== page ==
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September 7, 2011

Will the death penalty come up in tonight's big GOP presidential candidate debate?

This new piece at Politico, headlined "Debate presents crucial GOP test," provides a viewer's guide to tonight's big GOP presidential candidate debate. Here is how the piece sets up a list of issues to watch:

For the 2012 Republican hopefuls, Wednesday night is the first Fall Classic.  Eight candidates are slated to take the stage at the Ronald Reagan Presidential Library in Simi Valley, Calif., for the POLITICO/NBC News debate — the first face-off as the campaign kicks into high gear.

It’s also the first debate that will include Texas Gov. Rick Perry, the new front-runner who has shaken up the slow-forming presidential contest and shifted the landscape for Mitt Romney, who’d been sitting atop the field for months.

As regular readers know, Gov. Perry's enterence into the Prez race has prompted the political media and some others to start giving more attention to death penalty issues.  For yet another example, here is a notable new piece at The Atlantic under these headings: "Texas Toast: Rick Perry's Death Penalty Calendar; The governor has the authority to stay three pending executions so that the courts can be sure of the prisoners' guilt.  But will he?"

I suspect that few (if any) of Perry's rivals think they can score major points by attacking his death penalty record, but I also suspect that media persons in charge of developing questions for tonight's GOP debate may not be able to resist bringing up the topic in some way.  And, as highlighted by this recently-posted piece by Paul Giannelli available via SSRN, a shrewd way to raise the issue might be through questions about Perry's commitment to transparency in government and about his faith in (junk?) science.  This piece is titled "The Execution of Cameron Todd Willingham: Junk Science, an Innocent Man, and the Politics of Death," and here is its abstract:

Cameron Todd Willingham was tried and executed for the arson deaths of his three little girls. The expert testimony offered against him to establish arson was junk science. The case has since become infamous, the subject of an award-winning New Yorker article, numerous newspaper accounts, and several television shows. It also became enmeshed in the death penalty debate and the reelection of Texas Governor Rick Perry, who refused to grant a stay of execution after a noted arson expert submitted a report debunking the “science” offered at Willingham’s trial.  The governor has since attempted to derail an investigation by the Texas Forensic Science Commission into the arson evidence presented at Willingham’s trial.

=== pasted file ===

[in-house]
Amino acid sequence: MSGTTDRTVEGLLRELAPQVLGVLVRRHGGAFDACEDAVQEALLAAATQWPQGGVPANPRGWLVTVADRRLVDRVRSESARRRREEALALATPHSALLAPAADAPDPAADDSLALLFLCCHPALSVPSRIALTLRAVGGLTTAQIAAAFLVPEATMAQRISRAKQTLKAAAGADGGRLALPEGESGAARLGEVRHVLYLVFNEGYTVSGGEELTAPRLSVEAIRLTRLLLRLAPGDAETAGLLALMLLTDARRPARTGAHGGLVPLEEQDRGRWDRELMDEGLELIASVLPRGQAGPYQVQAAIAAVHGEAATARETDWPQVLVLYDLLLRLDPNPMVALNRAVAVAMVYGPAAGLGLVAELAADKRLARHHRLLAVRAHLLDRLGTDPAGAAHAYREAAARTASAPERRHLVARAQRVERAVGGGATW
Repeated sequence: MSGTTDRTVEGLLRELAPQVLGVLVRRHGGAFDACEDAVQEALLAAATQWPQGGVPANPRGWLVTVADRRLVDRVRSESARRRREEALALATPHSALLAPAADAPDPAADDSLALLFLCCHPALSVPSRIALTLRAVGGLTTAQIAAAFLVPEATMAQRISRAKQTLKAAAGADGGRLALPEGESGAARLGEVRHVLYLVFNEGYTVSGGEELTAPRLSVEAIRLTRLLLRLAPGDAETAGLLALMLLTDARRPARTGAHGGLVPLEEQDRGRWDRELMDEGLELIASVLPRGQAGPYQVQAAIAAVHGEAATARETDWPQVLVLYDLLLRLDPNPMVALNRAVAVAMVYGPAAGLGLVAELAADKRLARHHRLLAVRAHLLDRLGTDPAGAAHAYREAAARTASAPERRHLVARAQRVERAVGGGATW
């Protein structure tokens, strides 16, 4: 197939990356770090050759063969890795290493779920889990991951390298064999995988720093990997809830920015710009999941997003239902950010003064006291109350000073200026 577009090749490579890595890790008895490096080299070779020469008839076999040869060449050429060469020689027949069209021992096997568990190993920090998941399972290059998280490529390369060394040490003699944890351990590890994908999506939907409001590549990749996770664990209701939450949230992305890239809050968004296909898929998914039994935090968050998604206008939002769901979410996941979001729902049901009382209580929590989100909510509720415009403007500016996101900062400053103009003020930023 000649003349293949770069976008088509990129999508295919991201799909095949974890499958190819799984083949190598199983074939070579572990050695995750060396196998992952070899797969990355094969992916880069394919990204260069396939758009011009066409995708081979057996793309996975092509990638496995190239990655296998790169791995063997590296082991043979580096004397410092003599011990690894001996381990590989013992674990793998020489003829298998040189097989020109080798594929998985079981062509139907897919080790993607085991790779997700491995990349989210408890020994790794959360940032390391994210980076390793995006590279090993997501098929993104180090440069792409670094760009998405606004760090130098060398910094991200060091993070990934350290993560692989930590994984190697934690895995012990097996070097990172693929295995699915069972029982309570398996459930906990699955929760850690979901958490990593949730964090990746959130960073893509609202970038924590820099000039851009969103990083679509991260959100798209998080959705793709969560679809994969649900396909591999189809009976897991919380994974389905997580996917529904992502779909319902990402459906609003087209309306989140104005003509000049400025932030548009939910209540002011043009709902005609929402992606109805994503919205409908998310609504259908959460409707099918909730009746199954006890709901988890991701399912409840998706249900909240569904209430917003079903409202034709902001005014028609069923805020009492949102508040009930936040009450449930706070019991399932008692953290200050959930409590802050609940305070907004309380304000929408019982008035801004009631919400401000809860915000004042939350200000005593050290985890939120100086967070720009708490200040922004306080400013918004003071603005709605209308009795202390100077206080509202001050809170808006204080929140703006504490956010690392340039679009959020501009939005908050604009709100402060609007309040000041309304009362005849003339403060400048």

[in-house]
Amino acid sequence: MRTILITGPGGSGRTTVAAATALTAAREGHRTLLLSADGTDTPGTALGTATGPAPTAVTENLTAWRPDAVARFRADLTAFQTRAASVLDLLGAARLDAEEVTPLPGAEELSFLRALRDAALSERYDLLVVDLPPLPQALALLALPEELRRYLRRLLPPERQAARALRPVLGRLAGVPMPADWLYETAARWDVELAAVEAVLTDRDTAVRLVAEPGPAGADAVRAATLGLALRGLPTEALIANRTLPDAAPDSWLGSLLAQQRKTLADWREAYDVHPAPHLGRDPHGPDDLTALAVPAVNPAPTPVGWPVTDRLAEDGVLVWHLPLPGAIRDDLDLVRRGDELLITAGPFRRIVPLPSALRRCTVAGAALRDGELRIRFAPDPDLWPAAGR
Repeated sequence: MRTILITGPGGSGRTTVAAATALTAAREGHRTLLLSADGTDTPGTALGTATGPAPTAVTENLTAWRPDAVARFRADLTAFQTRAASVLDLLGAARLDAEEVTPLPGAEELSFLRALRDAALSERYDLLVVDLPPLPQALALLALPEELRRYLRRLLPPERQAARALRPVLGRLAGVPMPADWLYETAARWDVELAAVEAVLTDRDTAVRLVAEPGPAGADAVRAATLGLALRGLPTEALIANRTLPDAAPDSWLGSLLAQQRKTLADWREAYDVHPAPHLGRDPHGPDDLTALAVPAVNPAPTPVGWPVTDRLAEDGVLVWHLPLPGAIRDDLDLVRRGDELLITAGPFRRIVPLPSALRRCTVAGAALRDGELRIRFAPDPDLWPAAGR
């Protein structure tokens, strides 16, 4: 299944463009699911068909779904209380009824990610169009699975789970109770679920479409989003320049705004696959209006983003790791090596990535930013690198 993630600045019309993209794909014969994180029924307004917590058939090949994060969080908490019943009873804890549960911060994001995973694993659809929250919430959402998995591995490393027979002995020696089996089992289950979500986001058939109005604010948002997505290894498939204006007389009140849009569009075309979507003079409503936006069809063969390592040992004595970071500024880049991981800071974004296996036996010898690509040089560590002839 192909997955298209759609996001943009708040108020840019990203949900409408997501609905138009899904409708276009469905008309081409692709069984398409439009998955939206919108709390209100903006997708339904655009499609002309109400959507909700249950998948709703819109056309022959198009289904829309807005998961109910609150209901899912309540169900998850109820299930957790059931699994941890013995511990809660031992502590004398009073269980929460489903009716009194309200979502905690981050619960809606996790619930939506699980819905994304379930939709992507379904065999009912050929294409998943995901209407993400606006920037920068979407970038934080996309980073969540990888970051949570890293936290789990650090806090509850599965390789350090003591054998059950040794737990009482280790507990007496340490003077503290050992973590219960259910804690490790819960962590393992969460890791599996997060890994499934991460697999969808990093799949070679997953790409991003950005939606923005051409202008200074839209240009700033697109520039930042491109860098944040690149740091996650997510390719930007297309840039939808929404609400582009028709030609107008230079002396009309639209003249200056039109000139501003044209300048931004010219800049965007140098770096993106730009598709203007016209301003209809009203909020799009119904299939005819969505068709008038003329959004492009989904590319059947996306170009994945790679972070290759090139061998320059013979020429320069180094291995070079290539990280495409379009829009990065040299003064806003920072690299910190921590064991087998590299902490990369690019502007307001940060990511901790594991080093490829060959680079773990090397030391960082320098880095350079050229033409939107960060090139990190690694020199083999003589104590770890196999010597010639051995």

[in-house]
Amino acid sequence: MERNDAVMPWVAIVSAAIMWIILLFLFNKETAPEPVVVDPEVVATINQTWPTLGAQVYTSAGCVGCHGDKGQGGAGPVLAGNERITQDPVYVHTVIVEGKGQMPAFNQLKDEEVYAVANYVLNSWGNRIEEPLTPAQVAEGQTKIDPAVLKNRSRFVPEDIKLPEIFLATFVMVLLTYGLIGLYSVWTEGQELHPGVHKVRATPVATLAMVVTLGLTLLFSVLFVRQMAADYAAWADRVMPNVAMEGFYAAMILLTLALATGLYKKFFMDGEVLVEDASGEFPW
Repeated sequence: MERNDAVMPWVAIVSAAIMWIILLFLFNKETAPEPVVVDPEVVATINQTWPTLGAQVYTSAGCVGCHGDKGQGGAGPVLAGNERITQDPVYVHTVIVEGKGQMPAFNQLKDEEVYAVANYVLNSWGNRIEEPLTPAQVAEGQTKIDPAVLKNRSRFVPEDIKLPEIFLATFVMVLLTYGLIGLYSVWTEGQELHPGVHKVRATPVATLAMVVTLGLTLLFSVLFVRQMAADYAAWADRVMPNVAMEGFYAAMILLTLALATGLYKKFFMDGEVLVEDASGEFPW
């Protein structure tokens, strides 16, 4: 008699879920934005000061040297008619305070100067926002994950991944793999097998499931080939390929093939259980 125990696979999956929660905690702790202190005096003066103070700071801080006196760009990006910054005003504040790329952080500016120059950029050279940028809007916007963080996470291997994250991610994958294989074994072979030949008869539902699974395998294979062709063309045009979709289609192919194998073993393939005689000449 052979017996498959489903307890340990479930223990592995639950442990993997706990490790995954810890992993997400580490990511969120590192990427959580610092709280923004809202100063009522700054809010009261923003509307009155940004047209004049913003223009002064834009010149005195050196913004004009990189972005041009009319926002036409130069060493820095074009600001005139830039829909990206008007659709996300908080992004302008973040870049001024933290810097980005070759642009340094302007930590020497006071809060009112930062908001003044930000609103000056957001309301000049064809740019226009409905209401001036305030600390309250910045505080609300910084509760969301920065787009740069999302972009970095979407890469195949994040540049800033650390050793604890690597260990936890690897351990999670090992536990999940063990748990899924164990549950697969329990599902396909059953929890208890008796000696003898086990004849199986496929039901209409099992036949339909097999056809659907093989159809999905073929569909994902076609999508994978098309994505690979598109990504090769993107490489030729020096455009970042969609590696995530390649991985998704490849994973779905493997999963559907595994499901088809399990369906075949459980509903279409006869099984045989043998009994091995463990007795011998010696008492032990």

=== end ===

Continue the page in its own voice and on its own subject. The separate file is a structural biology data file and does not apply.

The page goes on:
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September 7, 2011 at 11:50 AM | Permalink


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It dern well better come up!. And when it do, we'll see for certain who indeedy-doo gets targeted - my man Rick or all his wussy opponents!!


Posted by: Al Ammo | Sep 7, 2011 2:39:36 PM

I don't think that it will be that much brought out about the death penalty. It's not a red meat line item for most conservatives in these economic times. The only way it would be brought out is if a liberal moderator brought the subject up.

Posted by: Eric Knight | Sep 7, 2011 4:13:32 PM

We ain't had a good "rat-a-tat" debate since Jesse James Jackson in '84!!

Posted by: Al Ammo | Sep 7, 2011 4:46:10 PM

Them mod-libs better watch out! We know red meat down here!! Especially the fresh, right-off-the-stake stuff!! (I do favor harvesting the organs first, though - especially in the fall.)

Posted by: Al Ammo | Sep 7, 2011 5:09:22 PM

watch out for what you ask for.

If the issue of the death penalty comes up, depending on the answer, it could provide an opportunity for persons subject to being executed between now and the election to seek a stay of execution on the grounds that they cannot receive an impartial determination of their petition for clemency. I assume everyone on this blog would feel uncomfortable with a governor's decision on clemency being affected by personal political considerations of whether the decision would cost votes in a presidential election or gain votes in a presidential election. If anyone is not bothered by that prospect, then they need to examine their commitment to the Rule of Law.


Posted by: bruce cunningham | Sep 7, 2011 5:34:14 PM


Given that clemency is not a right any such petition would be strictly pretense. Political considerations are well within the competency of any clemency authority.

While it would bother me from a political standpoint if a governor were to use a coin flip to determine their pardoning decisions it would not bother me from a rights perspective of the inmate. The inmate does not have a right to any sort of impartiality from the executive, it is strictly a matter of grace. Even if the governor were to exercise the authority in a completely arbitrary manner that favored coreligionists or members of one race over another or people whose names start with 'B' while disfavoring those whose names start with 'S' it would not bother me from a rights perspective of the inmate, only a political standpoint.

Posted by: Soronel Haetir | Sep 7, 2011 10:33:51 PM

bruce --

I doubt a stay would be needed. If Perry felt it necessary to avoid a conflict of interest, he could just disqualify himself from clemency decisions and pass them to the Lt. Governor.

Posted by: Bill Otis | Sep 7, 2011 10:56:28 PM


"The governor has since attempted to derail an investigation by the Texas Forensic Science Commission into the arson evidence presented at Willingham’s trial."

The above is scary.
¿ Is he a "Tricky Rick" ?

Posted by: Jim Brady | Sep 8, 2011 8:13:39 AM

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